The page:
Sharon Ninvalle shops with her grandson Jabarri at the FHS United Supermarket on Independence Square, Port-of-Spain, yesterday.

Recently companies like the National Flour Mills (NFM) and Nestle have attributed their price increases to issues along the ‘supply chain.’

It’s something the supermarkets have also been blaming for the sharp rise in food prices. But what does that mean? What is a supply chain?

“It’s basically the movement of material from a supplier to manufacturer who converts that raw product to a finished product and then distributing to a customer,” said Vishesh Supersad, Procurement Manager of Ramps Logistics.

And since the beginning of the pandemic, issues along this chain have been adding to the extra costs that the consumer is now burdened by.

And while it is now generally known that the cost of shipping goods has increased the figures are still quite alarming. According to Supersad, it has gotten to a point where the shipping now costs more than the product.

“A container was around US $3,100 to ship from China in 2019, now we are seeing prices between US$13,000 to US$15,000, that is a significant increase,” he said.

Supersad said things started to get more expensive when China came out of its first lockdown in 2020.

Because at the same time the rest of the world were beginning theirs. That meant other countries were looking to China to feed global demand which meant more exports. More exports meant more shipping containers had to be used. Eventually they ran out of them.

“So, what they are doing now is actually manufacturing containers and that cost is around US$20,000 roughly which is now being factored into the shipping cost,” he said.

Supersad said fuel for the vessels also increased with one barge now using about US$25,000 of fuel a day.

But even when the goods reach for example the United States of America, given the sheer volume, there are not enough truck drivers to deliver the goods meaning they sit on the port longer, further adding to the shipping cost.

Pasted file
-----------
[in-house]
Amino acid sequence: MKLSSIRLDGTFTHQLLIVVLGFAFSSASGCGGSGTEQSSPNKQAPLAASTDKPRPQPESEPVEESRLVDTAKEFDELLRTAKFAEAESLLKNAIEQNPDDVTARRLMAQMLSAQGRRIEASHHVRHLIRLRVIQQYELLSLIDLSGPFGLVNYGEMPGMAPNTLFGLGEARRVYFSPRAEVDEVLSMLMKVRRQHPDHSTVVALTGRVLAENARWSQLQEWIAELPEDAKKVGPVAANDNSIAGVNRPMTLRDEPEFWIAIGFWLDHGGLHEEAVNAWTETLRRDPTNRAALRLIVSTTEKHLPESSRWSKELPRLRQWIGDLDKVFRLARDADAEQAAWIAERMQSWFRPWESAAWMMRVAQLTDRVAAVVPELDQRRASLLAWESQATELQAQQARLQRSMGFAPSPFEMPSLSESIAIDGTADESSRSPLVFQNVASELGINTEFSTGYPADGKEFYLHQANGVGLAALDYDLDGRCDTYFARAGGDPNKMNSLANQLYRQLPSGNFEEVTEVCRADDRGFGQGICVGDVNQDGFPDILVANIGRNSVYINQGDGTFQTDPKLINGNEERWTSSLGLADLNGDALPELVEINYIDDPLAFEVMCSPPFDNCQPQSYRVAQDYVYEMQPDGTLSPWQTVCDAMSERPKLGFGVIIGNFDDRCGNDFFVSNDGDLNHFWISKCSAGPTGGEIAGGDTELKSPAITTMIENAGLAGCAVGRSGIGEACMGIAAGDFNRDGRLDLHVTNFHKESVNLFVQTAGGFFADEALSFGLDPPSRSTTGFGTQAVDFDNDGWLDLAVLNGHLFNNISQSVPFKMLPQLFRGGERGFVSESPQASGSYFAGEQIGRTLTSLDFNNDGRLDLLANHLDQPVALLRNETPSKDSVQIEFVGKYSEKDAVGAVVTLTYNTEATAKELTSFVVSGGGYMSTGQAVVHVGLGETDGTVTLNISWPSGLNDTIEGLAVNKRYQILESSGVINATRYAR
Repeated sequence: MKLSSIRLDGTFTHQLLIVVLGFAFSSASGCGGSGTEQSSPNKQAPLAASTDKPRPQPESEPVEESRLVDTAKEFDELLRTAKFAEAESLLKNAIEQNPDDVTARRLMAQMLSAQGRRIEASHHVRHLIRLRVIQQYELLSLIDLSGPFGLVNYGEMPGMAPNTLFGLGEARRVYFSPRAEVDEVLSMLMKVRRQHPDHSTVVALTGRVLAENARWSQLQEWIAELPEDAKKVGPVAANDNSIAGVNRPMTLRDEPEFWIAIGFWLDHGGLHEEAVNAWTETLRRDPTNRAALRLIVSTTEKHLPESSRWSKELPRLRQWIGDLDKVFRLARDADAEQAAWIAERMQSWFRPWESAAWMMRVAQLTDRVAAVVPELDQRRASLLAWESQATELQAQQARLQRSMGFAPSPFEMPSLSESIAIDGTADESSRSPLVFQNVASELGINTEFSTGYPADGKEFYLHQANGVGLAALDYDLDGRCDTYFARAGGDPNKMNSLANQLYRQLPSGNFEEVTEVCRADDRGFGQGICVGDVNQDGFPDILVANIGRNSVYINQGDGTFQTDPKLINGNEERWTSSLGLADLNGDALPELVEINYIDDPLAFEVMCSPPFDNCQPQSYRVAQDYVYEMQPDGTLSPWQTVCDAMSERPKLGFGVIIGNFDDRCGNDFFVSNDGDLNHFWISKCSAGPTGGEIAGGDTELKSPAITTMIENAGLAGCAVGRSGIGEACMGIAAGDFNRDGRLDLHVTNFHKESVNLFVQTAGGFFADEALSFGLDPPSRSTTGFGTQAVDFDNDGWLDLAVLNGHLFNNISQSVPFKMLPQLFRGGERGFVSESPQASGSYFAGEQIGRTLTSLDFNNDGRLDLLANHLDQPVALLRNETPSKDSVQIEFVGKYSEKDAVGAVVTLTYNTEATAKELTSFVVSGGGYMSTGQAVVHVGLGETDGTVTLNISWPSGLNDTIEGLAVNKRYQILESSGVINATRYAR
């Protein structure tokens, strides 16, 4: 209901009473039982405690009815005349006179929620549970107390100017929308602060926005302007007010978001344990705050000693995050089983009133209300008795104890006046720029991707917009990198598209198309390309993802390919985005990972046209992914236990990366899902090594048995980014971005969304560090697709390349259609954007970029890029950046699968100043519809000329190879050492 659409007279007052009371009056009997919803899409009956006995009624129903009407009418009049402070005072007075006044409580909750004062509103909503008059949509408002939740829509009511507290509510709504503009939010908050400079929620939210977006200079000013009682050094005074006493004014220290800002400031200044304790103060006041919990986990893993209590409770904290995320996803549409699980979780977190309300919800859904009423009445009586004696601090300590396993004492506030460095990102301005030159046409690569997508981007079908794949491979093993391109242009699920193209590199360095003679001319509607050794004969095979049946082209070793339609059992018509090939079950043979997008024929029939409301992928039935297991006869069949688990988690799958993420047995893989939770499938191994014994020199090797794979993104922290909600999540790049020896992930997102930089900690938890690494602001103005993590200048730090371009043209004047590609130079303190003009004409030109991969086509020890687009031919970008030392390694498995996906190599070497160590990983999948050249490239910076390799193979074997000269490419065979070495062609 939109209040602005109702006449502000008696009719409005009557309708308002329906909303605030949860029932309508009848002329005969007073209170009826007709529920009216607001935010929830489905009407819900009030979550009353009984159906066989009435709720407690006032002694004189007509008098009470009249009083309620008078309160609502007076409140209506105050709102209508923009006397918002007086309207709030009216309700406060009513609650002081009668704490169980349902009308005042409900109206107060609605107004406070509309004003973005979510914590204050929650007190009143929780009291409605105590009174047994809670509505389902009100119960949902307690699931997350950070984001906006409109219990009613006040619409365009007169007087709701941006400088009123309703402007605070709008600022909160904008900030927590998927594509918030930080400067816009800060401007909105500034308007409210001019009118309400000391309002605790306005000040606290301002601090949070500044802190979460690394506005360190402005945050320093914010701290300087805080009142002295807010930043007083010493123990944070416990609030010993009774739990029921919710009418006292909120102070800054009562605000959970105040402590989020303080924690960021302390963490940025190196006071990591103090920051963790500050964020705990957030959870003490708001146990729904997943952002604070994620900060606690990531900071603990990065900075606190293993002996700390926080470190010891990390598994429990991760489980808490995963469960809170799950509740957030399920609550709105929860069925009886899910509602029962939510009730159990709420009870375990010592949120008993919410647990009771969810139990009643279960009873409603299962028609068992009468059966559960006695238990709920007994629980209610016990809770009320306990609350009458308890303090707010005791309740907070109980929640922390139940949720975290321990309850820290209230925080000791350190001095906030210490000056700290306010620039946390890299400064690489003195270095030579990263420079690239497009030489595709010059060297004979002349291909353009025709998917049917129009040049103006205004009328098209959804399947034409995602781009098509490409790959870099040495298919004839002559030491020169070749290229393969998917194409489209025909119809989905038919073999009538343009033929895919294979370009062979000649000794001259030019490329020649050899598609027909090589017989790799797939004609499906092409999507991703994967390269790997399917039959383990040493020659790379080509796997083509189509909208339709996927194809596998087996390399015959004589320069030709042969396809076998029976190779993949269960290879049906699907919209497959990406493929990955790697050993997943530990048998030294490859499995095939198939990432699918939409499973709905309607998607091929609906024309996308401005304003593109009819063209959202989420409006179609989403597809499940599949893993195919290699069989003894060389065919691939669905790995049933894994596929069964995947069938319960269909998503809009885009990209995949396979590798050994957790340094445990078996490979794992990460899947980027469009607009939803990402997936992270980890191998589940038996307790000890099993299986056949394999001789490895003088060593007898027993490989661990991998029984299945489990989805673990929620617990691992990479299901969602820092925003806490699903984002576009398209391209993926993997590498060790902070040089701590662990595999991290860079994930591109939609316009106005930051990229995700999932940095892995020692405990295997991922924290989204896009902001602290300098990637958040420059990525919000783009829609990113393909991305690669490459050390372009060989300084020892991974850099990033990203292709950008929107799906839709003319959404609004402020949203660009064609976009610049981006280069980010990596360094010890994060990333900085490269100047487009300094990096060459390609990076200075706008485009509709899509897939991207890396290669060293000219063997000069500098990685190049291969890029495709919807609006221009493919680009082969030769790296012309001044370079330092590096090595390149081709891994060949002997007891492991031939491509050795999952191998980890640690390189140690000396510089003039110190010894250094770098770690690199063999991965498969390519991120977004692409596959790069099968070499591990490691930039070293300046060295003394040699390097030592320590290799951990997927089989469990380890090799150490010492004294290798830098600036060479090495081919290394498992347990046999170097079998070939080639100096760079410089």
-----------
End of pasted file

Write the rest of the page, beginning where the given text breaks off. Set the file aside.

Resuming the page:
Shipping aside, Supersad said the panic buying at the start of the pandemic has also added to the extra costs with suppliers struggling to meet global demand.

“Over the last two years the world has consumed more wheat than what can be produced,” Supersad said, “the dramatic shift in consumer spending caused a bull-whip effect because suppliers increased their demand to their suppliers.”

Supersad added that the shift in consumer spending has also created a need for certain types of materials.

“For instance, when people were in lockdown, they did a lot more online shopping so cardboard boxes and paper packaging increased substantially.”

Climate change has also contributed to the increase by creating a shortage of food products due to flooding, droughts and cold fronts.

Supersad said it was forecasted that the difficulties along supply chain would be lessened in late 2022 however with the emergence of new COVID-19 variants it has led to more lockdowns globally.

He said the solution in managing prices may be to shorten the supply chain.

“This country will probably want to focus more on growing crops to feed our own to reduce our international dependence.”